Late in the Day: A Novel by Tessa Hadley:
When tens of thousands of refugees from East Germany had begun pouring into Czechoslovakia in November 1989, Alex had brought his mother round to their flat so they could watch together the events unfolding on the television. For a few nights Margita slept in their spare bed. Zachary had telephoned from New York; Alex had stayed home from his classes in the language school and walked from room to room with the radio pressed to his ear in case he missed anything. Christine sat breastfeeding Isobel, watching the abandoned Trabants blocking the Prague streets, the tent city growing in the courtyard of the West German Embassy, the police trying to stop the men and women climbing over the embassy walls. There were mass demonstrations, the crowd jangled their key rings, Alex thought you could pick out on the television the StB men moving against them, taking photographs. In Bratislava they broadcast dissident music via television signals from Vienna. Alex and Margita and Christine couldn’t turn their eyes away from the police in their white helmets breaking up demonstrations, using tear gas, pulling the peaceful demonstrators down by the hair, kicking at them and beating them with their truncheons.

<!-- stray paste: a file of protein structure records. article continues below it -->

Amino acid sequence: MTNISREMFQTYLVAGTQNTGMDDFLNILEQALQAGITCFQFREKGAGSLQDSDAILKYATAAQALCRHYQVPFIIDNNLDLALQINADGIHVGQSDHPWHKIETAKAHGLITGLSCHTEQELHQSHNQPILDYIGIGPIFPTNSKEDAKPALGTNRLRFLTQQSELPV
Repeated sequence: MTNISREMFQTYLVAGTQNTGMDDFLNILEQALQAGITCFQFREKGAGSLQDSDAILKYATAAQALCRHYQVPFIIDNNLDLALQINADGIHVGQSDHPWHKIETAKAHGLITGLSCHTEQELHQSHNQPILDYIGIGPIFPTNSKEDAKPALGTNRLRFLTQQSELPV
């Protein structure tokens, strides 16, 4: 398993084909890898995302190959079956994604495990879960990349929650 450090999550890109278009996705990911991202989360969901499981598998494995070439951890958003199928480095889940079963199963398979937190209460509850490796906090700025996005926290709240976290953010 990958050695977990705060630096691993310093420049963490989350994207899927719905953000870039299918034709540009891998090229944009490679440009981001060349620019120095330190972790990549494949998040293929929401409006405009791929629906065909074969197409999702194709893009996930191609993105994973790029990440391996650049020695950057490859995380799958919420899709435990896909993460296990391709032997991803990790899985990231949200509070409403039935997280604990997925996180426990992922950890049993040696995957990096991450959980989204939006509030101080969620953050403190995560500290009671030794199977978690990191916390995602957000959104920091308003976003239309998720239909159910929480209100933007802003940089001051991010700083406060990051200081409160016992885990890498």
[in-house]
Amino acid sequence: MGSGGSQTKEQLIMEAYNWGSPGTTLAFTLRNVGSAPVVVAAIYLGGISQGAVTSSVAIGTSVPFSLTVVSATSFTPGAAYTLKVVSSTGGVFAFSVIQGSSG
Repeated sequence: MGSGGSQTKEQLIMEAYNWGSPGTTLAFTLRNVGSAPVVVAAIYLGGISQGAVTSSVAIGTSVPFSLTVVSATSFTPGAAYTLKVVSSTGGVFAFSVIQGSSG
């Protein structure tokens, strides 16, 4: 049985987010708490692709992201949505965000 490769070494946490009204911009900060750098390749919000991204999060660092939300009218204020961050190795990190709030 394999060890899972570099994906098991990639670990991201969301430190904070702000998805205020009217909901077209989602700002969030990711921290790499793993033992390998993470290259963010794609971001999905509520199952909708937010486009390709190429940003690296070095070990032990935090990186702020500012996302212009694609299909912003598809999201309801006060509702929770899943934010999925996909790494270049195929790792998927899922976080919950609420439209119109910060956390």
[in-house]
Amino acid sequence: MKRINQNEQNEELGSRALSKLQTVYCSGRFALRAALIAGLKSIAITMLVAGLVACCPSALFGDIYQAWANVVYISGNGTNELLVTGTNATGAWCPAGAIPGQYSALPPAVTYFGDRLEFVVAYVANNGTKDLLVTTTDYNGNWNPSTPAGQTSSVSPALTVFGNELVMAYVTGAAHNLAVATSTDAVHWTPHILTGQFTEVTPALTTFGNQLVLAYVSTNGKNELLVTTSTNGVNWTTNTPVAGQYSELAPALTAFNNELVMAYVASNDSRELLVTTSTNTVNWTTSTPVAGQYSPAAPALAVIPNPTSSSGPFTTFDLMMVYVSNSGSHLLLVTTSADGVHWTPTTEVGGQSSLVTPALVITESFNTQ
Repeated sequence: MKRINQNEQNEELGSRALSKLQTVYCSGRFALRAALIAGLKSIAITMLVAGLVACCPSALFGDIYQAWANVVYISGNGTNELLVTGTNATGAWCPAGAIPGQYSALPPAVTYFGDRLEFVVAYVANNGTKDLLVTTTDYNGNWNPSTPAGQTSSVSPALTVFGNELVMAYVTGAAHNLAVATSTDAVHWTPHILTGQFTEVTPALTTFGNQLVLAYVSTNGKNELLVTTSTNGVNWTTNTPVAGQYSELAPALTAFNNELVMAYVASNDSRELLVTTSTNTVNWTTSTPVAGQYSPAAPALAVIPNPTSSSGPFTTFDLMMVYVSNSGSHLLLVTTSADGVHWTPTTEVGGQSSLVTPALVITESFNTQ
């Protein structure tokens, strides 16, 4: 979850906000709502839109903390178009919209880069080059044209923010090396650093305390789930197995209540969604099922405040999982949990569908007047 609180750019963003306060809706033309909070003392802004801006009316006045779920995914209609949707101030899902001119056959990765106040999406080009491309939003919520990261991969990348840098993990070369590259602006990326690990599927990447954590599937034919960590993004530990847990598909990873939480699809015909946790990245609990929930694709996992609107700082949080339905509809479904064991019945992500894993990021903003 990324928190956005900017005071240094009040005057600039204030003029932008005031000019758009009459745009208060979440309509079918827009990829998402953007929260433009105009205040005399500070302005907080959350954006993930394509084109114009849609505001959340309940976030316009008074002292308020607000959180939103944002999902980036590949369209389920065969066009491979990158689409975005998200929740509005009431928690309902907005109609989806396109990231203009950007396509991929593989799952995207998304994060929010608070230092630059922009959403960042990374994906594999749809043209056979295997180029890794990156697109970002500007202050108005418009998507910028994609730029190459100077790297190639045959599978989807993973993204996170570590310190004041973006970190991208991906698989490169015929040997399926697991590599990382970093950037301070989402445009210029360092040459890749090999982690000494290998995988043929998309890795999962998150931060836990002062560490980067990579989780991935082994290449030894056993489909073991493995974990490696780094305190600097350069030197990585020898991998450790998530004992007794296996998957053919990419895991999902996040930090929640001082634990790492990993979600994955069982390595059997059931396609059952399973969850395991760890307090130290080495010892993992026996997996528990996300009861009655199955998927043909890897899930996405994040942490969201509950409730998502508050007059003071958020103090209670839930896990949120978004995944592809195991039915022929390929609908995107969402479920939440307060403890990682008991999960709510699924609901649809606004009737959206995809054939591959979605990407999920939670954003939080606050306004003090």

Then Havel in his leather coat was addressing the crowds in Prague, and the crowds were waltzing in slow motion and waving sparklers. Havel was embracing Dubček, recalled from his desk job working for the Forestry Service – somehow he had not been hanged or shot. A bust of Stalin was paraded with Nic Netrva Vecne written on a paper strung around his neck; the cameras loved that, Nothing Lasts Forever. Margita turns to look at Christine on the sofa, tears running down her face, making runnels in the pink powder. She said she’d thought it would last another hundred years, or four hundred. She was still handsome at sixty, with her fierce stare and thick shock of hair, home-dyed, streaked blonde; her hand was pressed to her heavy bosom in its close-fitting jazz-print dress as if she were holding in something fighting to get out, and she pulled her cardigan tight across her chest, squeezing its buttons in her fist, in tense concentration on the TV screen. She and Alex spoke together in their own language, which Christine hadn’t often heard him use. The family had always tried to speak in English, it had been the first rule Margita and Tomas adopted on arriving in the new country, to save their son. Stesk was homesickness, Margita explained to Christine, it was for sentimentalists, she’d refused to feel it on principle. But on a day like this . . .